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Strong Women In Plays: Ibsen’s Nora Essay

Women, even in plays, are portrayed not as decorations rather as characters exhibiting great strength even greater than the surrounding men, as in the case of Nora in Ibsen’s classic, A Doll’s House. The play centered on Nora, a young, superficial wife who throughout the play we saw transform from object as perceived by her husband and society to an empowered woman who took the challenge of standing up for herself.

Whereas Nora started out as a proper wife taking care of the home and the kids through superficial means since Nora is more concerned on beautifying than nurturing – she turned out to be capable of getting out of constricting situations. Nora was a doting wife until Torvald proved to be unworthy of her devotions when he got extremely mad at her upon finding out about the money and forged documents. Then we saw how she wheeled herself around, and suddenly she does not want anything to do with him, and proceeds to leave him, demonstrating her strength.

The story ends with Nora about to leave Torvald, and despite his best efforts to dissuade her, fails. This is a reversal of roles, Nora is significantly transformed, in the sense that although her skills have not in actuality increased, her awareness of herself did. Contrary to what others think of Nora’s character, that she is like a doll who has only now taken control of life, I would like to argue otherwise. Nora is actually powerful — her house, the doll house, the living room in which the entire play takes place — we see that it is her turf. In a nutshell, what Nora wants, Nora gets.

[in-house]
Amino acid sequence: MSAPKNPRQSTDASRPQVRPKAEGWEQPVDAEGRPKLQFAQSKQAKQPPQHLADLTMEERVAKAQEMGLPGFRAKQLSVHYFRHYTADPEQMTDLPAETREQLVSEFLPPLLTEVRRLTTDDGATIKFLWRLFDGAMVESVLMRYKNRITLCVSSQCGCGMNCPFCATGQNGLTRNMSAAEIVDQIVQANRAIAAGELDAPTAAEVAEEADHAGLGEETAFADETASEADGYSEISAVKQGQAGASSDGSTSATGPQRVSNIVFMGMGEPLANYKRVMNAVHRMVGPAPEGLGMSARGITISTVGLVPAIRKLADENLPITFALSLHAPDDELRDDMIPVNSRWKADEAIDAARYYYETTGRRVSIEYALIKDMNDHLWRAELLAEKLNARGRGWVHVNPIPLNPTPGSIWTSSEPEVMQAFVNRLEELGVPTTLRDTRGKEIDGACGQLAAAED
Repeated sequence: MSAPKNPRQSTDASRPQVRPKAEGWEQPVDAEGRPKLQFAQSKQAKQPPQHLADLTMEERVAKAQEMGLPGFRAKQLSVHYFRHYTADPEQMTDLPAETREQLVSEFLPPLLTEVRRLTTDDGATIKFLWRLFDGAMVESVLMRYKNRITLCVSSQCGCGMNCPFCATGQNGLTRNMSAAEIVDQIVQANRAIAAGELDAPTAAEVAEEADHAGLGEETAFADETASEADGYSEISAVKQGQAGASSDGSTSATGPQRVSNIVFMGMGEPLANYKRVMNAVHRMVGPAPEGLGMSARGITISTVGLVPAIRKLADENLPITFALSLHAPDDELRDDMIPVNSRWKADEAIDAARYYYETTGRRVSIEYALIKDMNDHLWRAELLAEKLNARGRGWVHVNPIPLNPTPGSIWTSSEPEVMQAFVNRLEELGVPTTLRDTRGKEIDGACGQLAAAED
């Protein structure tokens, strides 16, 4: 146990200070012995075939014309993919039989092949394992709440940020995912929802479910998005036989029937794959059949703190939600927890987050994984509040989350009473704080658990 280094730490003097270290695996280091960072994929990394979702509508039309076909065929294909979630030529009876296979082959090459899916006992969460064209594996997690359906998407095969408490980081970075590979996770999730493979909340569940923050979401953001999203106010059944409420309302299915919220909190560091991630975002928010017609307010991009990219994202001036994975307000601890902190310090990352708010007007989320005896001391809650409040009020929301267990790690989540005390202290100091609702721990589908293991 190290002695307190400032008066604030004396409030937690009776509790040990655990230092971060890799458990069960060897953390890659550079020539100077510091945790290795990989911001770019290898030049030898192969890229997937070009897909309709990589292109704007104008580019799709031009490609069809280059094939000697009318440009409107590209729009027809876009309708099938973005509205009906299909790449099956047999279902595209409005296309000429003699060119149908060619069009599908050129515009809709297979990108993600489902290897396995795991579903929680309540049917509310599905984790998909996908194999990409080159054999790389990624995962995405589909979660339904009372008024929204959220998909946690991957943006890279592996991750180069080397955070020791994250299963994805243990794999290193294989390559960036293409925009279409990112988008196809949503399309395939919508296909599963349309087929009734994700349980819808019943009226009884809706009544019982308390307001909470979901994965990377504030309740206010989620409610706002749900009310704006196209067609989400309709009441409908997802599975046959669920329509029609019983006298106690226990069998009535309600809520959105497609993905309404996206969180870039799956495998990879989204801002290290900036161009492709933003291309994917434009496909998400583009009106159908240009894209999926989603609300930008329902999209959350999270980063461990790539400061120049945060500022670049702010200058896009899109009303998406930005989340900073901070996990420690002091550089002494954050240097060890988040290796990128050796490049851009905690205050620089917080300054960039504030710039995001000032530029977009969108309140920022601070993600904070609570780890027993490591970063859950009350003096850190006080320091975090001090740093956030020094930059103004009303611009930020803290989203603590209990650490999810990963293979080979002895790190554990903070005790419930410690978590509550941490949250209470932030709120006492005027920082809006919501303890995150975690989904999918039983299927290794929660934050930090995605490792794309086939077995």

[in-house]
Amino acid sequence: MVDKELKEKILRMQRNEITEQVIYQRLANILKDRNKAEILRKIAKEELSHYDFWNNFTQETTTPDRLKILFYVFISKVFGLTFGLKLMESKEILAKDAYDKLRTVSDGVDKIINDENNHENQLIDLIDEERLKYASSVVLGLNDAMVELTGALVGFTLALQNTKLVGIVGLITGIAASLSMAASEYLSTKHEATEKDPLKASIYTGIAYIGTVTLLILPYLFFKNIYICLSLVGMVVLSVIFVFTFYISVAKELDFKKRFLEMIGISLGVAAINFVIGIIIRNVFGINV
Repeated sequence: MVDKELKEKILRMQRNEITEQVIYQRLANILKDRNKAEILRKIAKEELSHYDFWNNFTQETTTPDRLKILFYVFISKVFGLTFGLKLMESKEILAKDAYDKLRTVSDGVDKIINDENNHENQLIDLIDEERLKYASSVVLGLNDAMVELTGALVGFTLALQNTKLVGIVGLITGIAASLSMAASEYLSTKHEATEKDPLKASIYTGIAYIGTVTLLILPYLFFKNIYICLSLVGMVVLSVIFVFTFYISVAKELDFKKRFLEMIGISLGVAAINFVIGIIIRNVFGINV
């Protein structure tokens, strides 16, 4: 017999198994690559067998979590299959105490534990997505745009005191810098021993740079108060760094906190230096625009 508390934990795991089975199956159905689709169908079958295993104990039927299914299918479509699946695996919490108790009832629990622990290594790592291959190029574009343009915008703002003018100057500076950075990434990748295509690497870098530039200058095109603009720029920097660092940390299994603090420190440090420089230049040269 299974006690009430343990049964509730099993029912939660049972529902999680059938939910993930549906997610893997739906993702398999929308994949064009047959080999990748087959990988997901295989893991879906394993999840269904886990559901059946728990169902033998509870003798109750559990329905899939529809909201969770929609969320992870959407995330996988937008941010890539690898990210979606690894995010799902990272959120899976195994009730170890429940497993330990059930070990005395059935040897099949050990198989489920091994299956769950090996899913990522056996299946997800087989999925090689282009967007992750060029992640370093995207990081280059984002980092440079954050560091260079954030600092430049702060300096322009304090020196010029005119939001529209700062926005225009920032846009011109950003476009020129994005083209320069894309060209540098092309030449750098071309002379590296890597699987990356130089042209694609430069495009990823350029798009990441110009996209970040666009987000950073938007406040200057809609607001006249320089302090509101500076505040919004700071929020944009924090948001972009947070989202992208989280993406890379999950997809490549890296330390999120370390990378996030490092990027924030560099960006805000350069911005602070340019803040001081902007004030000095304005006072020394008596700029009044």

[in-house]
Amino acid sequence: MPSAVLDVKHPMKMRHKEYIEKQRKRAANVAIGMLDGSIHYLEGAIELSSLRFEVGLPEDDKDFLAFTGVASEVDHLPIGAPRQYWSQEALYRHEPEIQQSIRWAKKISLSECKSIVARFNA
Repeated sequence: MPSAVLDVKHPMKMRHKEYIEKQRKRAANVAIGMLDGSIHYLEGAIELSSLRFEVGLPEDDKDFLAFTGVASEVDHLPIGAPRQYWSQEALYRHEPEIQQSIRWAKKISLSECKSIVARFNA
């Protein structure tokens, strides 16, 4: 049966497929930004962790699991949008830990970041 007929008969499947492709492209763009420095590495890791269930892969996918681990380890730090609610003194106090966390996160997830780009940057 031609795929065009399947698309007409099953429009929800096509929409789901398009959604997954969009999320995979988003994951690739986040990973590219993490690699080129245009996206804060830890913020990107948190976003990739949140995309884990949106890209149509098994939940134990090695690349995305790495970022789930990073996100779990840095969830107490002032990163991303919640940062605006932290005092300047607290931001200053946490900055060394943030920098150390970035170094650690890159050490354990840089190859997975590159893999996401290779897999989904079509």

She knows what she wants, and she knows how to get it. And it is not only her who knows this — Krogstad and Mrs. Linde knew that if anybody can make Torvald do anything, it is Nora. So even though Torvald brings in the money and seems to be in charge of the household as he is the one who sets up the rules, he is actually under Nora’s control. She knows how to manipulate him. She knows that the most important thing to Torvald is his work — his social position because his identity is anchored onto it. That is why she does not want him to find out about her forging the documents because she knew it will destroy him and turn him against her.

And yet, she did it anyway. She might reason that she forged the signature out of her love for him, but the fact remains that by doing so, she held in her hands a powerful weapon against her husband. Nora was at the center of story in the midst of a patriarchal society, and yet she was the one who bravely took charge of her life, deciding what to do next, even defying the expected response and responsibility as a mother. Her husband Torvald loved Nora conditionally and when she realized that she took on her responsibility to herself before her husband and children even if society will certainly look down on her.

Nora may be scheming, may be indulgent, but for all her flaws unlike the male characters she struggles and ultimately triumphs as she makes a decision for herself, exhibiting her strength. This was further pushed when Torvald asked her to stay and Dr. Rank confessed his love for her, yet Nora maintained that she wanted to fulfill her responsibility to herself first. Nora may have been a doll, a woman in a man’s world, but at the end of the play this has certainly changed and she was became captain of her destiny.

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